Between the years 2015 and 2019, PSI coordinated a project investigating the pebble bed high temperature gas-cooled (HTGR) reactor aside with molten salt reactor (MSR) concepts and the use of thorium fuel. The project involved different groups from the ETH domain and the main purpose is to build-up the specific know-how in Switzerland that is necessary to provide in-depth information to decision makers and identify research needs for the future. Several key aspects of both HTGR and MSR reactors were addressed in this research project. These include economic and accident phenomenology studies of the HTGR, fuel cycle optimization of both MSR and HTGR, as well as a study on waste volume reduction of the pebble bed reactors.
Researchers at the Paul Scherrer Institute (PSI) are currently involved in an international project aimed at reconstructing what happened to the reactor units during the nuclear accident at the Japanese nuclear power station, Fukushima Daiichi in March 2011. In particular, the estimate of the core end-state will help the owner of the damaged plant, the Tokyo Electricity Power Company (TEPCO) to plan the removal of components from the reactor containment and the final decontamination. Besides, the exercise is intended to contribute to further refinement of the computer programs used to perform nuclear accident simulations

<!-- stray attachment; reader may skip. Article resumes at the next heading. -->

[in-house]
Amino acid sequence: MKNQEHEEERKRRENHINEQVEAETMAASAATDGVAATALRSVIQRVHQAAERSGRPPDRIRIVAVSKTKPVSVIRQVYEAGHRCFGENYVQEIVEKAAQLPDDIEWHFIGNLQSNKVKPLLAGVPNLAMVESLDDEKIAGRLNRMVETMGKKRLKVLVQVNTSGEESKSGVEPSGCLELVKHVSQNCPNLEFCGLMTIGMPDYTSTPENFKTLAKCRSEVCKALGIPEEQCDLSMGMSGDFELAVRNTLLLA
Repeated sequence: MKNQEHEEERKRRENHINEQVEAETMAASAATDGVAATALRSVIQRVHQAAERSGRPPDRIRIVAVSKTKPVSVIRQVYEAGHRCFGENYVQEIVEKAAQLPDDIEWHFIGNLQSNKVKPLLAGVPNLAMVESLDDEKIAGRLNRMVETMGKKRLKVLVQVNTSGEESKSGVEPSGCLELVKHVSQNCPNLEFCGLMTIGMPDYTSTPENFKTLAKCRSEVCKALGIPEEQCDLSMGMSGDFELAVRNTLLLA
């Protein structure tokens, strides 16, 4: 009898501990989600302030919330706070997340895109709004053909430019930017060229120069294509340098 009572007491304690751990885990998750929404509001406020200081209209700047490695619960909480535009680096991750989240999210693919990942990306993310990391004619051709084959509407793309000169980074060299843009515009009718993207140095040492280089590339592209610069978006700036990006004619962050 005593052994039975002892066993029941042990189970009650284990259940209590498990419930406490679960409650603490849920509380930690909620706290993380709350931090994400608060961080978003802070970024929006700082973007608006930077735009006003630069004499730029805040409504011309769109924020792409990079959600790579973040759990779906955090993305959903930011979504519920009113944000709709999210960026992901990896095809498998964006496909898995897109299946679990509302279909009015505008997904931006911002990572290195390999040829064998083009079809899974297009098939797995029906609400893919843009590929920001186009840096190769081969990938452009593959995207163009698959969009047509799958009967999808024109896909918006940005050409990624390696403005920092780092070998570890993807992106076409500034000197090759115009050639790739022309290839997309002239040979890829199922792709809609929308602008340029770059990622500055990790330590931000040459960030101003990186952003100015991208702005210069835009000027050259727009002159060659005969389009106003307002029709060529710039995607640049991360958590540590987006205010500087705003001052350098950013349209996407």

Researchers at the Paul Scherrer Institute [PSI] have developed a highly efficient technique for filtering radioactive iodine. It removes virtually all of the iodine from radioactively contaminated exhaust air before its release into the environment after a meltdown at a damaged nuclear power plant. The process has recently become ready for worldwide use at nuclear power installations, after PSI and the industrial company CCI AG (Balterswil/TG) have signed a licensing agreement for the PSI patented process.